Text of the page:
One question I hear a lot from folks who are just starting out in e-commerce, or are looking to expand what they'd been doing in e-commerce so far, and are just coming to grips with the sheer scale of Amazon's operation. Now, for the purposes of this discussion, let's assume you're not going with the "if you can't beat 'em, join 'em" strategy, and jumping onto Amazon's marketplace.Why? There are a few very good reasons to carefully consider whether you should participate in their marketplace. First, if you are in a price competitive vertical, their fees can very well eat up most or all of your margin. Don't forget--you can't make up a loss with volume. Further, if you're a pure retailer (ie. you don't control the brand on the box), there's nothing stopping Amazon from watching the unit velocities of your most successful products, buying a few containers of their own, and making all of the margin themselves.
They're not even shy about it. If you're a retailer, Bezos has already declared war on you, whether you realize it or not. The fact that you're augmenting their catalog and fulfillment is a temporary measure at best. Once they've picked all of the juiciest products from you, they'll be happy to let you continue to source the least profitable, least convenient corners of the retail ecosystem for them.
Now, starting in the corners of the retail ecosystem where Amazon wouldn't want to be is a viable strategy, if you're intentionally and methodically targeting that niche.
Sell things they can't sell easily
The first thing you can do is sell things that Amazon can't sell easily. Amazon survives off of selling commodity products. These are things that are the same no matter what site they're on, so Amazon can always just beat on price and name recognition.
Now if you're focusing on products that have a certain amount of specialty knowledge required, that gives you to opportunity to be the source of the information that the customer is looking for during their research phase and be in front of them well before Amazon.
Sell things they can't sell at all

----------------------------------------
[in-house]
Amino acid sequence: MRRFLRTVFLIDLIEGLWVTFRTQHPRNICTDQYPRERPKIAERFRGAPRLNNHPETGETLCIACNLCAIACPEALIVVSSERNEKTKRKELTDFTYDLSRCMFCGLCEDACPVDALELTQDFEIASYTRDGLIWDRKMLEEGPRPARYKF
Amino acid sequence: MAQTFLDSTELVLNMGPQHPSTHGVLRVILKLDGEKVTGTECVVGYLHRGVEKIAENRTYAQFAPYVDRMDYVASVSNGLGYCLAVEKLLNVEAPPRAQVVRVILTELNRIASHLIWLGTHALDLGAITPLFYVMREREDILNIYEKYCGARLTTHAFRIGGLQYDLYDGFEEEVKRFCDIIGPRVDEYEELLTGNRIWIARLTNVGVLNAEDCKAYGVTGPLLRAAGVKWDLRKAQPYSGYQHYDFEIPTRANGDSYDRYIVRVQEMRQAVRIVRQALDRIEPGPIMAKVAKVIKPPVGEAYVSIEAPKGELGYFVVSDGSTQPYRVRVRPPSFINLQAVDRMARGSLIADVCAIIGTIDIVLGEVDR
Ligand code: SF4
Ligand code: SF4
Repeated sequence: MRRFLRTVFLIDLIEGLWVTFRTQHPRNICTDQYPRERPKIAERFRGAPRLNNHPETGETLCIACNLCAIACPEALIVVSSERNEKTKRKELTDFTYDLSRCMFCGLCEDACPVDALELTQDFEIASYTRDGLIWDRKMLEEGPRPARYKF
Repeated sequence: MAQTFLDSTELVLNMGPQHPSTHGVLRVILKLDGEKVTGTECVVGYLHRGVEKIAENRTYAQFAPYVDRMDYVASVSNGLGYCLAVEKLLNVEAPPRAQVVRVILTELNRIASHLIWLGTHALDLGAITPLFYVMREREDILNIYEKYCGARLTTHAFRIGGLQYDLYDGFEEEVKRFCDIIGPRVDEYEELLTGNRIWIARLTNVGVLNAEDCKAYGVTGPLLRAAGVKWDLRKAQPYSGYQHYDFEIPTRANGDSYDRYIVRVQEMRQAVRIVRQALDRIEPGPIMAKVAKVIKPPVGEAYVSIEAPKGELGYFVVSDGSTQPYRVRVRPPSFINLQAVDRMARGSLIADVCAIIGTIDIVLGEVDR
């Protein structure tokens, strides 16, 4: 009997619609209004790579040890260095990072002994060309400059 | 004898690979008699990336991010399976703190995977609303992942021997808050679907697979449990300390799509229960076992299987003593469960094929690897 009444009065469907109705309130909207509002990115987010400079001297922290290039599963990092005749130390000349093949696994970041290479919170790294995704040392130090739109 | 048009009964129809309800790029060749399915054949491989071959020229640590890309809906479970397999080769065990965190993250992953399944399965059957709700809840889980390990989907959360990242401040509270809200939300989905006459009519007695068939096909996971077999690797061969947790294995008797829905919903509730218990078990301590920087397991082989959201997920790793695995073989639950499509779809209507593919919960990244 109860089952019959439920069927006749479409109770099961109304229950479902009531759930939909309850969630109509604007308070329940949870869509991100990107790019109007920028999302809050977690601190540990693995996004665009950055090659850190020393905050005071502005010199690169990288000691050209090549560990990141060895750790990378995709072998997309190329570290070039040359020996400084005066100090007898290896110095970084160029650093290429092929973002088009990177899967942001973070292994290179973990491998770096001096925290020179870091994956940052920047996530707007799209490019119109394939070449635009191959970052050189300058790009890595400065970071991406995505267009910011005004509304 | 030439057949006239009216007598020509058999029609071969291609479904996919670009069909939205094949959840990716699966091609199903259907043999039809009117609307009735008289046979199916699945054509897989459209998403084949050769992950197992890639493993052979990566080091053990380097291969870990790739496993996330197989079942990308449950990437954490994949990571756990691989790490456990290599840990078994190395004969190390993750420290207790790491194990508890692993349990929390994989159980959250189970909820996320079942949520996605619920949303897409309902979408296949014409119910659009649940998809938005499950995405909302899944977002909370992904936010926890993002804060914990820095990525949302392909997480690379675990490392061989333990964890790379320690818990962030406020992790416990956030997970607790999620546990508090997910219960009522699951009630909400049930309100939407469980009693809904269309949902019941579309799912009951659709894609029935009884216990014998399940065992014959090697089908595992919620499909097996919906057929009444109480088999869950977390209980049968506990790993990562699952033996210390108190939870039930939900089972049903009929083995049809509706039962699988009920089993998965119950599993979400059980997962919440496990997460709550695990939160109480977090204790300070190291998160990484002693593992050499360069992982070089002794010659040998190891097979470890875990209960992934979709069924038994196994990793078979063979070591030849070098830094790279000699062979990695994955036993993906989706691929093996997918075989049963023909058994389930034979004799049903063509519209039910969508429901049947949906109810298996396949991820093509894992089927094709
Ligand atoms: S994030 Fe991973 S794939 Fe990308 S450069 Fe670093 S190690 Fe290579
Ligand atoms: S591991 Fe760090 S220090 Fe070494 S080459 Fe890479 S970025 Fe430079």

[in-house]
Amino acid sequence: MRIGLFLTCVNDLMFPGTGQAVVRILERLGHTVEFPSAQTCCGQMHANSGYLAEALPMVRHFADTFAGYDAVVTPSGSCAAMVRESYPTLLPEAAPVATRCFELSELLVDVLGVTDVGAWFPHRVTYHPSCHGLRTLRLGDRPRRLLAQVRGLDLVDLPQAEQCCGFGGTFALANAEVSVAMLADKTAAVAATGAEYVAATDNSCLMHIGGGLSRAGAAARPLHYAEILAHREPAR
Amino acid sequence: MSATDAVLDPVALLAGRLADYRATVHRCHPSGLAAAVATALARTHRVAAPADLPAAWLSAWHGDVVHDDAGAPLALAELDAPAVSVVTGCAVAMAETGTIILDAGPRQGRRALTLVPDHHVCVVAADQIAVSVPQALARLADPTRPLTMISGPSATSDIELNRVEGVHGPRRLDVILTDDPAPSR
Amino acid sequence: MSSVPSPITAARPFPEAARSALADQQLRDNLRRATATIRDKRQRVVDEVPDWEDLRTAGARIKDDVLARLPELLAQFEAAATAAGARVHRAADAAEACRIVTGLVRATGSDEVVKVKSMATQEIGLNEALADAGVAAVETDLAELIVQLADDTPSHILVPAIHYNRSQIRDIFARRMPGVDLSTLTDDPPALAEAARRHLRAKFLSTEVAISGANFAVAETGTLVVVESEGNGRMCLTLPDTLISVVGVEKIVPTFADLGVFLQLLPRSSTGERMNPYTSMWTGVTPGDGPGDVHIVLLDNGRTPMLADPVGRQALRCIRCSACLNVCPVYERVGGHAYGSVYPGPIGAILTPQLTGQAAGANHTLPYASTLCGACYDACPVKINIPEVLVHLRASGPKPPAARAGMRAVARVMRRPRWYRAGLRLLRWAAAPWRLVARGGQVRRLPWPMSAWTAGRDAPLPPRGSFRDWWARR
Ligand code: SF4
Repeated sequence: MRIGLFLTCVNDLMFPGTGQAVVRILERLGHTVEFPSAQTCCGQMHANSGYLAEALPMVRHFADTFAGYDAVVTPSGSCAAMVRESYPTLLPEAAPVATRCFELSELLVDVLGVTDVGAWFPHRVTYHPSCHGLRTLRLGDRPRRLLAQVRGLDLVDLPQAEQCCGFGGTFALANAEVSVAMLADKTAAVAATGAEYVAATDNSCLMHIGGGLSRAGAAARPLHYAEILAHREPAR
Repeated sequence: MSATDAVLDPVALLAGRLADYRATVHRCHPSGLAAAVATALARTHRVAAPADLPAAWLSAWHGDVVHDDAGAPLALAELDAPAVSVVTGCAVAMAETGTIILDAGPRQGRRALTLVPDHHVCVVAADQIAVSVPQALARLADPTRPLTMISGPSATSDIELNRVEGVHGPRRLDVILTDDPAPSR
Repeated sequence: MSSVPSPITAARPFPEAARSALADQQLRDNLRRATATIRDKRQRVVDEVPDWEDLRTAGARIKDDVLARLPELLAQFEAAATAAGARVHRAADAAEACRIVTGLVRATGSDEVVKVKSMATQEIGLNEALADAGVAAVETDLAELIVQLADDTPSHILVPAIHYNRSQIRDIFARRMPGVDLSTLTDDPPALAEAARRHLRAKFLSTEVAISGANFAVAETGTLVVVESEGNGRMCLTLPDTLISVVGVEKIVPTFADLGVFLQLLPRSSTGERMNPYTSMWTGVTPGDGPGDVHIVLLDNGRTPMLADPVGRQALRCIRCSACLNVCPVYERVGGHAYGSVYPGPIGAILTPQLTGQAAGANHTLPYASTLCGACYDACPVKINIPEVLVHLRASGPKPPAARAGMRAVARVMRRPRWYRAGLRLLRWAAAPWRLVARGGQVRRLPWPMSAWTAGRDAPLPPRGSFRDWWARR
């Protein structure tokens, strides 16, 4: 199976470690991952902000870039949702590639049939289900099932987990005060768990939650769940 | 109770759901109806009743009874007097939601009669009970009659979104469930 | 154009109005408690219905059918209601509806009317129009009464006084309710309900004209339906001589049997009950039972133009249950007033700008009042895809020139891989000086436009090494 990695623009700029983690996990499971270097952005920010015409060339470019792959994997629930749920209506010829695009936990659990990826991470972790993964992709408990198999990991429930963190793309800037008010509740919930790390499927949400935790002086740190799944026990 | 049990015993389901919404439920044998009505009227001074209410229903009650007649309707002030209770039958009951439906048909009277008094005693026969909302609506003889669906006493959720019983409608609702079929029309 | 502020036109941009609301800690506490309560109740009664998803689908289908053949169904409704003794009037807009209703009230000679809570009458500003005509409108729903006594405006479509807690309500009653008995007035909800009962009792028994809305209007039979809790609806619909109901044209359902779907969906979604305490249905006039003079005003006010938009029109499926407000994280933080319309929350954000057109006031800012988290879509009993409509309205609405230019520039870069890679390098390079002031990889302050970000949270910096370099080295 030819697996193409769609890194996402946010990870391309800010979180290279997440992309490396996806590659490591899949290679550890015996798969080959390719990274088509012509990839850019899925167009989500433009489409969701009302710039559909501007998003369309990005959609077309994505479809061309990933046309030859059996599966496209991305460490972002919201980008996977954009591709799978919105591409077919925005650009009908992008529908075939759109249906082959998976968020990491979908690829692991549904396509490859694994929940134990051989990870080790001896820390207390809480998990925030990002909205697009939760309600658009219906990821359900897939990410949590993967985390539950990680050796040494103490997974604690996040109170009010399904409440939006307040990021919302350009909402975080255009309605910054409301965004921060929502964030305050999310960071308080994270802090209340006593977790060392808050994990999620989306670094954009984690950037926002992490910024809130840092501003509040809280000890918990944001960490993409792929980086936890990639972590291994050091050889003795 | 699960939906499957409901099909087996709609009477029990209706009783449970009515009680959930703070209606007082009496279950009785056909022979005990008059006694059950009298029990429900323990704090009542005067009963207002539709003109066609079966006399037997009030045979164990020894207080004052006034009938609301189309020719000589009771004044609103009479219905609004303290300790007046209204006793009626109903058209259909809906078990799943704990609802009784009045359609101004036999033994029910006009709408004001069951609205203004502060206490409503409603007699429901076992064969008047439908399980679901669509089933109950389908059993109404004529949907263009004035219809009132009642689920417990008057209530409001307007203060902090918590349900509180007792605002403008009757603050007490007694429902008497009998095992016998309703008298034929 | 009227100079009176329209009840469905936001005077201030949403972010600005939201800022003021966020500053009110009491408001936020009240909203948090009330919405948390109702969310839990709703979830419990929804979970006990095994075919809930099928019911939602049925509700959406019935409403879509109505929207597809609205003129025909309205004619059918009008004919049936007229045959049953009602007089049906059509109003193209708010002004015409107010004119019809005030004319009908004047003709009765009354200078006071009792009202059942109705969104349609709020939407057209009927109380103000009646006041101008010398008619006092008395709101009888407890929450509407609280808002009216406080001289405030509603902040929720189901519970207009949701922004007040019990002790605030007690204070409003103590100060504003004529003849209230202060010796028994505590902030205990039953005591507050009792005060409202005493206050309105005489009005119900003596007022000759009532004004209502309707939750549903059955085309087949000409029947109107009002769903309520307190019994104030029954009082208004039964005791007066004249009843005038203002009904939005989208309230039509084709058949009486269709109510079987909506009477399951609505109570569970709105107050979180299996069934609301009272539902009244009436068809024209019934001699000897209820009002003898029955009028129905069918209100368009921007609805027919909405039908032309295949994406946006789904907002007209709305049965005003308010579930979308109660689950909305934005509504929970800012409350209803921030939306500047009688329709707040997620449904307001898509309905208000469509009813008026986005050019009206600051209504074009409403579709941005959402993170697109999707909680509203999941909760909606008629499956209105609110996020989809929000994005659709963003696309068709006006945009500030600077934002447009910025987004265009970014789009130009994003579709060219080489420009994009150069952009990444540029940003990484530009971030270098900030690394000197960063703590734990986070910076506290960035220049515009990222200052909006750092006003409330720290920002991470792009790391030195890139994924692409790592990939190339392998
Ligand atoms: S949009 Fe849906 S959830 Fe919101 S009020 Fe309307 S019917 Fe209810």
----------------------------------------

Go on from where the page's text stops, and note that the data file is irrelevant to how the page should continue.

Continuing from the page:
Another thing you can do is sell products that Amazon can't sell. If you create or manufacture your own products, then Amazon can't follow you. Sometimes white labels or exclusives can work but you still risk pressure from comparable products, especially from the same manufacturer. However, you could consider packages, bundles, or other ways you can offer deals that Amazon can't copy directly.
Sell things they won't sell
You could sell things that Amazon won't sell. For example, anything that doesn't really fit into the logistics pipeline they've built. If it doesn't ship easily using FedEx, UPS, or USPS, then there might be an opportunity there. Volatile chemicals, for example, can't generally be shipped the same way a laptop can due to safety and regulatory reasons. If you have a distribution system that is different enough from Amazon's, that alone can be a competitive advantage vs. them.
It doesn't need to be something that's literally dangerous to handle in order to take advantage of this angle. The most common type of product that I've seen successful in this way is something that requires a good deal of customization. One example of this is Canvas on Demand. They're a site that takes a digital photo and prints it on a canvas for you so that you can frame it like a painting. There's no way that Amazon currently can compete with that.
Focus on loyalty and quality of service
Now if you already have a preexisting business that's established that Amazon is a growing threat to you, you may have to defend the castle on your core products while nurturing new business in some of the ways that we've already discussed.
The first way to go head to head with Amazon is to focus on customer loyalty through quality of service. If your customers know your company's name off the top of your head, you're doing pretty well. If your customers know the name of a person at your company that's taking care of them and that they trust, then you will win.
Focus on providing valuable content
Another way to focus on loyalty is through providing valuable content. If your email program is helping, entertaining, or informing your audience, then you'll have more than enough opportunities to offer your products to customers in a context other than commodity price comparisons. An example of this approach is ThinkGeek. Even if Amazon carried every single product that ThinkGeek had, the context of that shopping is different. There's a shared joke between the customer and the company at that point that Amazon's not going to be able to emulate.